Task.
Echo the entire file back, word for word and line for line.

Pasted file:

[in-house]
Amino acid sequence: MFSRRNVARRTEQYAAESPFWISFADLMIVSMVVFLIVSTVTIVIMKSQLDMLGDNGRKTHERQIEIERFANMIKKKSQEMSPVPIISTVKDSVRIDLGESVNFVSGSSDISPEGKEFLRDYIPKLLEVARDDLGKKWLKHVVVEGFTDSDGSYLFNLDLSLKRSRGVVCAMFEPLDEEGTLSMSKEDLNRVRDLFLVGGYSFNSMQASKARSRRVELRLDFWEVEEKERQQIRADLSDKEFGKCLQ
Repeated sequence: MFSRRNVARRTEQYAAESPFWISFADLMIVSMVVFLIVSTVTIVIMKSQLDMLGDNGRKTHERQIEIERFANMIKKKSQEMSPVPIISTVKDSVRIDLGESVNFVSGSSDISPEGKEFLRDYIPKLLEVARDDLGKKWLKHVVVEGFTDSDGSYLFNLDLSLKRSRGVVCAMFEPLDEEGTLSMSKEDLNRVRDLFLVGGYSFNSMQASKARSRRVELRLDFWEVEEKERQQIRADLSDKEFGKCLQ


[in-house]
Amino acid sequence: MFSRRNVARRTEQYAAESPFWISFADLMIVSMVVFLIVSTVTIVIMKSQLDMLGDNGRKTHERQIEIERFANMIKKKSQEMSPVPIISTVKDSVRIDLGESVNFVSGSSDISPEGKEFLRDYIPKLLEVARDDLGKKWLKHVVVEGFTDSDGSYLFNLDLSLKRSRGVVCAMFEPLDEEGTLSMSKEDLNRVRDLFLVGGYSFNSMQASKARSRRVELRLDFWEVEEKERQQIRADLSDKEFGKCLQ
Repeated sequence: MFSRRNVARRTEQYAAESPFWISFADLMIVSMVVFLIVSTVTIVIMKSQLDMLGDNGRKTHERQIEIERFANMIKKKSQEMSPVPIISTVKDSVRIDLGESVNFVSGSSDISPEGKEFLRDYIPKLLEVARDDLGKKWLKHVVVEGFTDSDGSYLFNLDLSLKRSRGVVCAMFEPLDEEGTLSMSKEDLNRVRDLFLVGGYSFNSMQASKARSRRVELRLDFWEVEEKERQQIRADLSDKEFGKCLQ